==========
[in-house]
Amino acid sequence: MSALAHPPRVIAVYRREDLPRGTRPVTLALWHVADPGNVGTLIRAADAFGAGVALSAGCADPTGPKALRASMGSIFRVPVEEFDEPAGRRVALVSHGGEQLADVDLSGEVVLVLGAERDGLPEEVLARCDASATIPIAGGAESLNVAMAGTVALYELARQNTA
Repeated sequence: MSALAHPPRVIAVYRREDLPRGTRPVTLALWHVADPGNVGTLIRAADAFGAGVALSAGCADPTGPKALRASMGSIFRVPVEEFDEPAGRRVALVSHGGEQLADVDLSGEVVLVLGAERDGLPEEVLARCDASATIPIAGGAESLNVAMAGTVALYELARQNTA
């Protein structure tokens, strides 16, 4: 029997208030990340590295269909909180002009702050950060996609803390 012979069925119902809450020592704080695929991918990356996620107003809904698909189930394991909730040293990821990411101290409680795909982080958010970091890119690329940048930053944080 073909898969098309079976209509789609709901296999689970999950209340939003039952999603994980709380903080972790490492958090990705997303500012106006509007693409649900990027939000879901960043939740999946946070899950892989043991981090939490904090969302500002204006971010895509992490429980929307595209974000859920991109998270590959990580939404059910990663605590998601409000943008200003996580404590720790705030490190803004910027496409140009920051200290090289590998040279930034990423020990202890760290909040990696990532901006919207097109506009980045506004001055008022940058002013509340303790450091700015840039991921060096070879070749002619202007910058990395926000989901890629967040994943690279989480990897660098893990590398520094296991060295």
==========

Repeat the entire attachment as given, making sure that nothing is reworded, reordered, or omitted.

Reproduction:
[in-house]
Amino acid sequence: MSALAHPPRVIAVYRREDLPRGTRPVTLALWHVADPGNVGTLIRAADAFGAGVALSAGCADPTGPKALRASMGSIFRVPVEEFDEPAGRRVALVSHGGEQLADVDLSGEVVLVLGAERDGLPEEVLARCDASATIPIAGGAESLNVAMAGTVALYELARQNTA
Repeated sequence: MSALAHPPRVIAVYRREDLPRGTRPVTLALWHVADPGNVGTLIRAADAFGAGVALSAGCADPTGPKALRASMGSIFRVPVEEFDEPAGRRVALVSHGGEQLADVDLSGEVVLVLGAERDGLPEEVLARCDASATIPIAGGAESLNVAMAGTVALYELARQNTA
């Protein structure tokens, strides 16, 4: 029997208030990340590295269909909180002009702050950060996609803390 012979069925119902809450020592704080695929991918990356996620107003809904698909189930394991909730040293990821990411101290409680795909982080958010970091890119690329940048930053944080 073909898969098309079976209509789609709901296999689970999950209340939003039952999603994980709380903080972790490492958090990705997303500012106006509007693409649900990027939000879901960043939740999946946070899950892989043991981090939490904090969302500002204006971010895509992490429980929307595209974000859920991109998270590959990580939404059910990663605590998601409000943008200003996580404590720790705030490190803004910027496409140009920051200290090289590998040279930034990423020990202890760290909040990696990532901006919207097109506009980045506004001055008022940058002013509340303790450091700015840039991921060096070879070749002619202007910058990395926000989901890629967040994943690279989480990897660098893990590398520094296991060295």